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Performance and Verdict

By Danny Phillips



Our Score:


The DBP-2012UD is fairly speedy when loading discs, taking 52 seconds to start playing Terminator Salvation and 41 to load Spider-Man 3. Getting it under a minute is always respectable, yet that’s still a longer wait than some people would like.

Still, you can console yourself with the fact that the deck’s picture quality is seriously good. 2D Blu-ray discs like Children of Men look fabulous, bursting with detail across the screen without so much as a pixel out of place.

During the opening scenes of Children of Men, showing shots of a bustling Oxford Street, the Denon reproduces the gritty textures of the shop fronts and vehicles in the background with pin-sharp clarity, plus you can make out fibres on Theo’s shabby clothes and the stubble on his jaded face. But the deck’s respectful picture circuitry leaves nuances like the film’s deliberate grain well alone, giving you a faithful and gorgeously cinematic representation of what’s on the disc. Denon DBP-2012UD

The wow-factor continues with amazing colour reproduction – natural, smooth and subtle, as well as bright and bold when called for – and profound blacks. It’s an all-round top-drawer picture, backed up by a near flawless run-through of our Silicon Optix HQV disc.

All of this pays dividends when you throw a 3D disc into the tray. The image is sharp, vibrant and wonderfully immersive, with the Denon outputting those left and right-eye 1080p images without any glitches.

Where the DBP-2012UD has a real advantage over its cheaper counterparts is in audio playback. That’s immediately clear when you spin any SACD, which sounds intricately detailed, warm and well-balanced. Switch to CD playback through the stereo outs and the top-end clarity and overall punch is delightful to hear.


It may not be as cutting-edge as the latest Samsung, Panasonic and Sony decks, but the Denon DBP-2012UD’s feature list is a cut above previous Denon Blu-ray players and many similarly-priced high-end players. The presence of YouTube, 3D support, universal disc support and DLNA are good to see. But such hi-tech trickery isn’t really why you buy a player like this. Of greater interest to AV enthusiasts is its sensational build quality, eye-popping pictures and smooth audio playback, which may not completely justify that high-price tag but certainly shouldn’t leave anyone feeling disappointed.

Overall Score


Scores In Detail

  • Design 9
  • Features 8
  • Performance 9
  • Value 7


August 16, 2011, 1:19 am

Without wishing to cast aspersions on your judging methodologies, I can't help but question the extent to which one Blu-ray player can produce a "better" picture and sound quality than another, given both start with the same compressed digital bitstream, decompress it using the same algorithm, and output an uncompressed digital bitstream. The idea that one can produce greater detail or more faithful colours or smoother motion or whatever, without applying any kind of picture processing (generally frowned upon at source level and best applied only sparingly if at all at monitor level) seems counterintuitive to me.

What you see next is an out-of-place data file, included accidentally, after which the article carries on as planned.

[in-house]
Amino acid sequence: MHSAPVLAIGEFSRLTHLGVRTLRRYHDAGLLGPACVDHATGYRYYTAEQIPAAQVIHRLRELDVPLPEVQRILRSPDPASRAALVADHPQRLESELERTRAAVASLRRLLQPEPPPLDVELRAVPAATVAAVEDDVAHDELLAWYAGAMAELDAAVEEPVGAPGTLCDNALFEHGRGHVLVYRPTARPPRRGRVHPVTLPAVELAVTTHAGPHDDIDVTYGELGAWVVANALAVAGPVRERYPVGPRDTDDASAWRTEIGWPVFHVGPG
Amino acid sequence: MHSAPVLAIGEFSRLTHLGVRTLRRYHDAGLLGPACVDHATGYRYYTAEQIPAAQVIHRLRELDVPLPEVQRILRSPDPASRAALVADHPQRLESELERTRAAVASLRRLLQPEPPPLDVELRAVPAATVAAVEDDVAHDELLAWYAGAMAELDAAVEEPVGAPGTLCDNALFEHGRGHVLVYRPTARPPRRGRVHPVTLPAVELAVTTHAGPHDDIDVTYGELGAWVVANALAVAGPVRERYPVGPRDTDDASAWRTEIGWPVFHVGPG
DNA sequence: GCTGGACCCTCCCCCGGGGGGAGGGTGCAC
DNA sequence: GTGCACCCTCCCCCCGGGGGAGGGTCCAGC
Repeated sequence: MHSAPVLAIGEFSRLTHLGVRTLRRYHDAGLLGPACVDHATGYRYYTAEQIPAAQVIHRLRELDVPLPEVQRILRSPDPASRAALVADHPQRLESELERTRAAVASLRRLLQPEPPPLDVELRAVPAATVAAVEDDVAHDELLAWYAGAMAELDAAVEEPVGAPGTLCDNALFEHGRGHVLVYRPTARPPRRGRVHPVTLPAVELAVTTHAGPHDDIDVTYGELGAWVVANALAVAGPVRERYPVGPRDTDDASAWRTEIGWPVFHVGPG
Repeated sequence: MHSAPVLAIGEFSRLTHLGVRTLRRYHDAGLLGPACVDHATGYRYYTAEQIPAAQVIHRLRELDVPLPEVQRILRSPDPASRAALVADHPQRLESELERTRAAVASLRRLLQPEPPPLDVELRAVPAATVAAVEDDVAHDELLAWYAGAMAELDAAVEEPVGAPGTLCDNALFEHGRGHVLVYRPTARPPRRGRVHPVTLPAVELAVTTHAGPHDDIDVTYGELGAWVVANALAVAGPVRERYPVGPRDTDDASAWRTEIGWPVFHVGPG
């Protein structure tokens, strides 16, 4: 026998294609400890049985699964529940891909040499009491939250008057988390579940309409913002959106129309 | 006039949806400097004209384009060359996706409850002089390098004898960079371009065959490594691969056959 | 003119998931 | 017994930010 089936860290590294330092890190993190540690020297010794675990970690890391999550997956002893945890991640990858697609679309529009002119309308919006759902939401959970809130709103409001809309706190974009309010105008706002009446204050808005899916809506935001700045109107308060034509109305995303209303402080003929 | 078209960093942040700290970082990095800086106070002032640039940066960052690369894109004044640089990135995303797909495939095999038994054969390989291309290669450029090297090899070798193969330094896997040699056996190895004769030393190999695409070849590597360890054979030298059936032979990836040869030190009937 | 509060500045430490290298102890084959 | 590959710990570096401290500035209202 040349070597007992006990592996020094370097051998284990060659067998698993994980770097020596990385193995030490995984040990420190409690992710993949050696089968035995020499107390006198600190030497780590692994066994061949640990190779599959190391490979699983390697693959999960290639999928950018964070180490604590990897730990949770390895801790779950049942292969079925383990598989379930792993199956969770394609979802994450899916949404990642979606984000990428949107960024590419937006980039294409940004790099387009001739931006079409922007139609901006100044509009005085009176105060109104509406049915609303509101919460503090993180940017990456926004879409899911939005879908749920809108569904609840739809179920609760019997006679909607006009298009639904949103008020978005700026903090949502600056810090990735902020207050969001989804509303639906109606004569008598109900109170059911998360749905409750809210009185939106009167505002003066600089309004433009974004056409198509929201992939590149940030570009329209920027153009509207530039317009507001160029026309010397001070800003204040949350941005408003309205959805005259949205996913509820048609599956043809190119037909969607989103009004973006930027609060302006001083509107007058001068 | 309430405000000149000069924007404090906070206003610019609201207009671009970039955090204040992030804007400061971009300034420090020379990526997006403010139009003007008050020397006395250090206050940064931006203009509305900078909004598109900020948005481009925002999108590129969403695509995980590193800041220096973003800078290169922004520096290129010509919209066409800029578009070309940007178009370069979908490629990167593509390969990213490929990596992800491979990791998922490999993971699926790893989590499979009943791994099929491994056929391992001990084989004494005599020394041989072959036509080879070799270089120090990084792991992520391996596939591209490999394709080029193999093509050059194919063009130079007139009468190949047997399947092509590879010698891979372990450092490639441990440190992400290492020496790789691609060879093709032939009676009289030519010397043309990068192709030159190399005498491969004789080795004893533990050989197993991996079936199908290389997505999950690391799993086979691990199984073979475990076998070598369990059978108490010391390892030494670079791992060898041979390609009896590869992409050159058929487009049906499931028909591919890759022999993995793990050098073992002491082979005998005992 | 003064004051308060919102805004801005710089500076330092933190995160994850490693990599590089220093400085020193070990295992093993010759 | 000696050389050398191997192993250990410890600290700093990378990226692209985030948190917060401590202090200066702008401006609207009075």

This makes me question whether the additional £550 for this deck over a bargain basement deck is simply going on features, build quality and aesthetics. All important features I'm sure, and this looks like a very desirable bit of kit, but is there anyone on the TR staff who can consistently tell a high end deck from a low price deck, either on picture or on sound quality, in a blind test? Same screen (connected by HDMI, naturally), same disc, same room and same sound setup. I'm throwing the gauntlet down and asking to be proven wrong.


March 29, 2012, 2:35 pm

Apparently, 2012UD with the new software upgrade plays MKVs!

Martin Dye

October 11, 2015, 10:58 pm

I have the same questions regarding video - because it is just digital. The sound on this unit is good though, so it is worth it just for that. It would be interesting to see a side-by-side comparison between a SACD played on this unit and a PS3 (I think they can play SACDs).

As I can't rent blu-rays anymore because Blockbuster closed down, I use MKVs and the problem here is that:

1) If the lossless DTS audio tracks are included with an MKV file then playing that MKV file will crash the player and you have to turn it off and then turn it back on again.

2) If you are listing files from a DLNA server, and then on that server, you add one more file, you get a "read fail" error, meaning you have to turn it off and then turn it back on again.

3) When I press rewind whilst watching an MKV file movie that was ripped straight from a blu-ray, it goes straight back to the beginning (for example Chappie).

4) So now I've just accidentally gone all the way back to the beginning of a movie I was watching. I decide I want to fast forward back to the place I was originally at. At speed 2, the player fast forwards fine (just slowly). When I increase the speed, the movie stops completely. So I have to leave it on x2 speed and go and do something else whilst waiting. If I accidentally pass the point I wanted to get to, I have to go back to step 3 above.

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